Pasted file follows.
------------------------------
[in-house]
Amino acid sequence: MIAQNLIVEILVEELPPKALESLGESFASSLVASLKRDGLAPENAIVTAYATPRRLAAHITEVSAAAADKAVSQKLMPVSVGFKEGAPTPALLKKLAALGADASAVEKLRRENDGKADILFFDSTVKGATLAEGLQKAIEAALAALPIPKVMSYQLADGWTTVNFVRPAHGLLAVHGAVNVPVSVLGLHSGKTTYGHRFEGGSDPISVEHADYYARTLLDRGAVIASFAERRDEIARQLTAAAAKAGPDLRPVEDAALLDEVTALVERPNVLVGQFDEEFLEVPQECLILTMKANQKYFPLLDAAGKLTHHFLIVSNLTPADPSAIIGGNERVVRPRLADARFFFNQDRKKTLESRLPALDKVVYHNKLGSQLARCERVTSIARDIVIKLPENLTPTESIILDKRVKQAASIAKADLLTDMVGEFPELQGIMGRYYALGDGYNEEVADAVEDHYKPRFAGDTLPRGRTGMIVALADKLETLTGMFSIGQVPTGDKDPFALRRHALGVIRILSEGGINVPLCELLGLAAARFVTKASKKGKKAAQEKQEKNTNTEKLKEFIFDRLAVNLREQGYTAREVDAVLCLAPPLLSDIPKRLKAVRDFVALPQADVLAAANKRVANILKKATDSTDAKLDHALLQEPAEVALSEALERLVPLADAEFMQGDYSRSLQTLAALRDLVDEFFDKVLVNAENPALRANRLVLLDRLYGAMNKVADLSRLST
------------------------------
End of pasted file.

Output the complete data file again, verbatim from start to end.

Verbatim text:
[in-house]
Amino acid sequence: MIAQNLIVEILVEELPPKALESLGESFASSLVASLKRDGLAPENAIVTAYATPRRLAAHITEVSAAAADKAVSQKLMPVSVGFKEGAPTPALLKKLAALGADASAVEKLRRENDGKADILFFDSTVKGATLAEGLQKAIEAALAALPIPKVMSYQLADGWTTVNFVRPAHGLLAVHGAVNVPVSVLGLHSGKTTYGHRFEGGSDPISVEHADYYARTLLDRGAVIASFAERRDEIARQLTAAAAKAGPDLRPVEDAALLDEVTALVERPNVLVGQFDEEFLEVPQECLILTMKANQKYFPLLDAAGKLTHHFLIVSNLTPADPSAIIGGNERVVRPRLADARFFFNQDRKKTLESRLPALDKVVYHNKLGSQLARCERVTSIARDIVIKLPENLTPTESIILDKRVKQAASIAKADLLTDMVGEFPELQGIMGRYYALGDGYNEEVADAVEDHYKPRFAGDTLPRGRTGMIVALADKLETLTGMFSIGQVPTGDKDPFALRRHALGVIRILSEGGINVPLCELLGLAAARFVTKASKKGKKAAQEKQEKNTNTEKLKEFIFDRLAVNLREQGYTAREVDAVLCLAPPLLSDIPKRLKAVRDFVALPQADVLAAANKRVANILKKATDSTDAKLDHALLQEPAEVALSEALERLVPLADAEFMQGDYSRSLQTLAALRDLVDEFFDKVLVNAENPALRANRLVLLDRLYGAMNKVADLSRLST